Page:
Navajo filmmaker Kody Dayish honored by NM Film and TV Hall of Fame
Farmington resident still hopes to make film about code talkers
FARMINGTON — Farmington resident Kody Dayish and his siblings have been making small-budget, independent films for the past several years. Their work hasn't gone unnoticed, as their projects have been accepted into larger and larger film festivals. Dayish even nabbed a directorial award at the 2016 Red Nation Film Festival in Los Angeles.
But Dayish's career got a substantial boost last weekend during the 20th annual Santa Fe Film Festival. The latest film from Kody Dayish Productions, the 2019 psychological thriller "Parole," was screened at the festival in the featured films category. The company's movies had been shown at the high-profile festival previously, but they were always relegated to the Native American category, a smaller genre that typically doesn't attract as much attention.
The 2006 Shiprock High School graduate believes having "Parole" shown alongside the films of established, well-respected indie filmmakers at the festival is a sign that his work is being taken more seriously and that he may be approaching the point where he can take his projects to another level.
"To me, it was just a huge step," Dayish said, explaining that he has volunteered at the festival in the past to get a better idea of how it operates.
He said he had been honored to have his past work accepted in the Native American category at the festival, but he always believed he and his siblings Kolette and Kolin could make a film that was worthy of more attention. With "Parole" — directed by Kody, shot by Kolin and featuring Kolette in a major role — they appear to have done just that.
"We got to stand up there and be recognized with other amazing filmmakers," Kody said.
Another Kody Dayish Productions project, a music video for a song by Kody's band, Our Last Chants, also was screened at the festival. But the highlight of the weekend came on the night of Feb. 16, when Kody was inducted as a Rising Star into the New Mexico Film and Television Hall of Fame.
Dayish said he was surprised and pleased by his induction, and he had to scramble to rent a tuxedo for the induction ceremony. But he takes it as further validation of the work he and his siblings are doing, thanking them for making the production company that bears his name a success.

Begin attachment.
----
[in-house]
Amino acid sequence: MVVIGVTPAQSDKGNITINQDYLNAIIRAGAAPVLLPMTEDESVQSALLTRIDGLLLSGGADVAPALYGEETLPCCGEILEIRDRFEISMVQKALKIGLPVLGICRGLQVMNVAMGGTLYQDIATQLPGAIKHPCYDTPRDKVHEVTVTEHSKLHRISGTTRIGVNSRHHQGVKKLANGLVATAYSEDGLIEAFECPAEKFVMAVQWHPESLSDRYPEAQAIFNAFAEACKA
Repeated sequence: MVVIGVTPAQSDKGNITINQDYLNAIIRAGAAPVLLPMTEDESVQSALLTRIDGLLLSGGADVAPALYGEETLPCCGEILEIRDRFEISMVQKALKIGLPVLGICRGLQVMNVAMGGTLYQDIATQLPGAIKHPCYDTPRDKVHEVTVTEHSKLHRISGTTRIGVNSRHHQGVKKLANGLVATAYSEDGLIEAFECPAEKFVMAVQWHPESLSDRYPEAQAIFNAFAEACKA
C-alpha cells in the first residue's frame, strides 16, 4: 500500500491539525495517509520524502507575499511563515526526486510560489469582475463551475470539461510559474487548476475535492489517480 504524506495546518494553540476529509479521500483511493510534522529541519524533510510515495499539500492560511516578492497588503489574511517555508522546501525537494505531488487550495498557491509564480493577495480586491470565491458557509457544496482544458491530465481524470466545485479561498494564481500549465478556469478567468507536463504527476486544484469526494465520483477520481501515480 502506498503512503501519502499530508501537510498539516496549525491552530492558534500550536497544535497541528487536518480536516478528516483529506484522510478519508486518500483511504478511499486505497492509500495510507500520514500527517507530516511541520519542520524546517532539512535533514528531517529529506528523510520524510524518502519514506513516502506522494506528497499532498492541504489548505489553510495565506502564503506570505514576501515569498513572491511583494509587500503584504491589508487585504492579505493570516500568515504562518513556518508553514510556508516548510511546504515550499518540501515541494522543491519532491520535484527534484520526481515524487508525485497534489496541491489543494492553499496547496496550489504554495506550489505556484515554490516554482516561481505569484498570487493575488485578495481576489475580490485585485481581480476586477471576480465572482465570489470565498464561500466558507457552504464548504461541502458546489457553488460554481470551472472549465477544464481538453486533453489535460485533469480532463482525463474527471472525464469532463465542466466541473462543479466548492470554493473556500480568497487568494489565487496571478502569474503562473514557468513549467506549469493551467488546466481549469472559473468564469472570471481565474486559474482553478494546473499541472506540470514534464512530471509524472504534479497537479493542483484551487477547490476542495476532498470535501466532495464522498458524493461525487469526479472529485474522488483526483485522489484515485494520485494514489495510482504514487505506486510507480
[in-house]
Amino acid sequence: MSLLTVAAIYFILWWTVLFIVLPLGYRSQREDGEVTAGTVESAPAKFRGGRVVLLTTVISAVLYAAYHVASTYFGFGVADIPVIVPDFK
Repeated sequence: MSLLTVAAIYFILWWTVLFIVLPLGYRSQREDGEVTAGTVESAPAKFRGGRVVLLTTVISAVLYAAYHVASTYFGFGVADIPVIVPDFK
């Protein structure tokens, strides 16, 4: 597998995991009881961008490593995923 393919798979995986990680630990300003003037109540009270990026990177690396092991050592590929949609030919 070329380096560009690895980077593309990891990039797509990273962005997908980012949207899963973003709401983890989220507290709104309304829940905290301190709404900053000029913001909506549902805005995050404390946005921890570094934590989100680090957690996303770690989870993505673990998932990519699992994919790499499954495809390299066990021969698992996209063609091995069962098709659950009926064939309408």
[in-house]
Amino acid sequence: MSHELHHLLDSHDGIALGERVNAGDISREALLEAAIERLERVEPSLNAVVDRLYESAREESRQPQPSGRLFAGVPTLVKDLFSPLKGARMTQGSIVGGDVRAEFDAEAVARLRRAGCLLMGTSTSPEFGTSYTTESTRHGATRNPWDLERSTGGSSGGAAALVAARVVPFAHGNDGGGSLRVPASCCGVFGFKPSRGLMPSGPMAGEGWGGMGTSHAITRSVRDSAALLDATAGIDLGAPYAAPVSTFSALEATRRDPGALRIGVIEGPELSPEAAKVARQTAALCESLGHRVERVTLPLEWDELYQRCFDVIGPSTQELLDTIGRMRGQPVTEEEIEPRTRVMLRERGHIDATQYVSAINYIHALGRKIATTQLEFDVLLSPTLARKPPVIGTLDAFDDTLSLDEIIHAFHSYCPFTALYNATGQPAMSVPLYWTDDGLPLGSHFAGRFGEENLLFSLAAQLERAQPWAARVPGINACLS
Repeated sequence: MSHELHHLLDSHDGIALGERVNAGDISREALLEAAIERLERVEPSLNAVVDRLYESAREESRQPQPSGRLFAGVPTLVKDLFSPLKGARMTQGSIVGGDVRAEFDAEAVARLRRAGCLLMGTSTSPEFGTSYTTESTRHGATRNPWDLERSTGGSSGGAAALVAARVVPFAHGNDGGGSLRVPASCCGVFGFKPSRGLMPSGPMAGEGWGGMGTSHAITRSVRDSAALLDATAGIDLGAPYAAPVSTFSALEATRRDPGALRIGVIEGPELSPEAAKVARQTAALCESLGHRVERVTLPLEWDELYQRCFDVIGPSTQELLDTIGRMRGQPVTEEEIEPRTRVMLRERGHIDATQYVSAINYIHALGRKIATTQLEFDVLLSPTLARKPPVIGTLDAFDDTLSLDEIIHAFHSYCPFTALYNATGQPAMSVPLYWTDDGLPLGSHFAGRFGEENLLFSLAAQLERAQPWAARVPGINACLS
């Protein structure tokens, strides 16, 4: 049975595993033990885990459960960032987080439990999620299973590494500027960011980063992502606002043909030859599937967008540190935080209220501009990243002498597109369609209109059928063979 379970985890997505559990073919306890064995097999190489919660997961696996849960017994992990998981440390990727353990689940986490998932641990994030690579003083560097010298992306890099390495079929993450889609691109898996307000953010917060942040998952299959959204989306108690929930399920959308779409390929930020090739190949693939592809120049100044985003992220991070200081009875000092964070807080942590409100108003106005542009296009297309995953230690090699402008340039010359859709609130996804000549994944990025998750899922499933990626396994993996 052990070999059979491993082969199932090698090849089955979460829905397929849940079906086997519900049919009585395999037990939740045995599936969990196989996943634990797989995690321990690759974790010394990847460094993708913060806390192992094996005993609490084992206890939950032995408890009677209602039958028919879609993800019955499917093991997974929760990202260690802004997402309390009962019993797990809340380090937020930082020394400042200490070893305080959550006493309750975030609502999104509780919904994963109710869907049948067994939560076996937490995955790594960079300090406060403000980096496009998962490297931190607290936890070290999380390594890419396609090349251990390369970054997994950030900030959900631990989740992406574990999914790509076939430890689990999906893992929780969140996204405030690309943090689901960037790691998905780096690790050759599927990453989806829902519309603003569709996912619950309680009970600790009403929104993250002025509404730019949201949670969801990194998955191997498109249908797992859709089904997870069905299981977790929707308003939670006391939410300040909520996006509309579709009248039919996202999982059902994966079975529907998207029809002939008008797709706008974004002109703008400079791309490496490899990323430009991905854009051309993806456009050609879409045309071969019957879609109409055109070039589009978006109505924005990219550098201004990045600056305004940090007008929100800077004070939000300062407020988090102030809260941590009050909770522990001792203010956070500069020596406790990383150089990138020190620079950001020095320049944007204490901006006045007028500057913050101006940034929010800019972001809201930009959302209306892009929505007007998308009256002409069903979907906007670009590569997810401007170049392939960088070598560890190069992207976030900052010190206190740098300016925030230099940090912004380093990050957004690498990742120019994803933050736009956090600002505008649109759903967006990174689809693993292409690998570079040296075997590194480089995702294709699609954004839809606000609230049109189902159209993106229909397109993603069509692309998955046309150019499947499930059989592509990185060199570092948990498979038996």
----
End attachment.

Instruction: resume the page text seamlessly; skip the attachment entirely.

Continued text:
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That kind of recognition should help bring the Dayishes to the attention of film industry types who could help them fund their work at a higher level. All the films the siblings have crafted so far were done with a shoestring budget. Kody said the group has been doing guerrilla marketing for "Parole," holding special screenings in communities around New Mexico and Arizona and selling DVD copies of the movie in an attempt to build an audience and generate funding.
The Dayishes have shown the film in Albuquerque, Santa Fe, Gallup and Shiprock in New Mexico, and Window Rock, Tuba City and Kayenta in Arizona. Their next screening is planned for Feb. 27 in Tempe, Arizona, and Kody said he has been speaking to representatives of Allen Theatres Inc. about conducting a "Parole" screening in Farmington.
All three Dayish siblings work day jobs to help finance their cinematic dreams, but Kody said they all get together on weekends to hold screenings or plan their next step. While he has a lot of films in mind, Kody said the big project he envisions is a movie about Navajo Code Talkers called "Unbroken Code."
The script for the project was completed in 2018, but Kody said he continues to polish it as he seeks financing partners for the film, which he envisions as a relatively big-budget project, one that ideally would feature well-known actors in its primary roles. Kody said the film likely would be a character-driven drama rather than an action-oriented film, although it will feature its share of combat scenes.
The Dayish siblings are pitching the film to various investors and production companies and hope to be able to have a plan in place by the end of the year for shooting "Unbroken Code." In the meantime, Kody said the networking he and his siblings did in Santa Fe has led to them being approached about getting involved in other film-related work, including serving as casting agents and location scouts, even modeling opportunities.
Kody said he and his siblings were excited by last weekend's developments, gathering after the induction ceremony to compare notes. He is confident the best is yet to come.
"We were like, 'Man, where do we go from here?'" he said. "But it seems like, as a family, we've always make the right step."
Mike Easterling can be reached at 505-564-4610 or email@example.com. Support local journalism with a digital subscription: http://bit.ly/216TU0e